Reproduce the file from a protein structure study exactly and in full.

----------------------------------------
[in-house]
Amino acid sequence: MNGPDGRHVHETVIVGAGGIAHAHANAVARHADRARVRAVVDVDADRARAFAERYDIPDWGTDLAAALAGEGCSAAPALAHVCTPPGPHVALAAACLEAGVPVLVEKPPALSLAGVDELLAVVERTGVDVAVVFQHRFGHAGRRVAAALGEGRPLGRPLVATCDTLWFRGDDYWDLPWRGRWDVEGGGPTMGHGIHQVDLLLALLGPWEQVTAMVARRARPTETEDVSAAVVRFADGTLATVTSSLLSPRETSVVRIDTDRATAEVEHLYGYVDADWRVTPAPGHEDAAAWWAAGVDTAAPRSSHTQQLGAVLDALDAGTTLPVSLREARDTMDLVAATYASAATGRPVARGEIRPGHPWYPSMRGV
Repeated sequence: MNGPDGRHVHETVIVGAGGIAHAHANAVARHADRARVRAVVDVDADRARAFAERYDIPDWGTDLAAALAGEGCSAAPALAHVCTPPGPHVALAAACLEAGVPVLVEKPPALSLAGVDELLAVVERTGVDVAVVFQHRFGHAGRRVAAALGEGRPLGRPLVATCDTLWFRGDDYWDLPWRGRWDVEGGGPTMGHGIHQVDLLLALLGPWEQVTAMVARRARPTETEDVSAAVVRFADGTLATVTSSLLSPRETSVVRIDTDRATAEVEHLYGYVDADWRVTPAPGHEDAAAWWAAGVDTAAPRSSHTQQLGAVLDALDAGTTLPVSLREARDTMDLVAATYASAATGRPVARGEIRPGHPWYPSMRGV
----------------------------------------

[in-house]
Amino acid sequence: MNGPDGRHVHETVIVGAGGIAHAHANAVARHADRARVRAVVDVDADRARAFAERYDIPDWGTDLAAALAGEGCSAAPALAHVCTPPGPHVALAAACLEAGVPVLVEKPPALSLAGVDELLAVVERTGVDVAVVFQHRFGHAGRRVAAALGEGRPLGRPLVATCDTLWFRGDDYWDLPWRGRWDVEGGGPTMGHGIHQVDLLLALLGPWEQVTAMVARRARPTETEDVSAAVVRFADGTLATVTSSLLSPRETSVVRIDTDRATAEVEHLYGYVDADWRVTPAPGHEDAAAWWAAGVDTAAPRSSHTQQLGAVLDALDAGTTLPVSLREARDTMDLVAATYASAATGRPVARGEIRPGHPWYPSMRGV
Repeated sequence: MNGPDGRHVHETVIVGAGGIAHAHANAVARHADRARVRAVVDVDADRARAFAERYDIPDWGTDLAAALAGEGCSAAPALAHVCTPPGPHVALAAACLEAGVPVLVEKPPALSLAGVDELLAVVERTGVDVAVVFQHRFGHAGRRVAAALGEGRPLGRPLVATCDTLWFRGDDYWDLPWRGRWDVEGGGPTMGHGIHQVDLLLALLGPWEQVTAMVARRARPTETEDVSAAVVRFADGTLATVTSSLLSPRETSVVRIDTDRATAEVEHLYGYVDADWRVTPAPGHEDAAAWWAAGVDTAAPRSSHTQQLGAVLDALDAGTTLPVSLREARDTMDLVAATYASAATGRPVARGEIRPGHPWYPSMRGV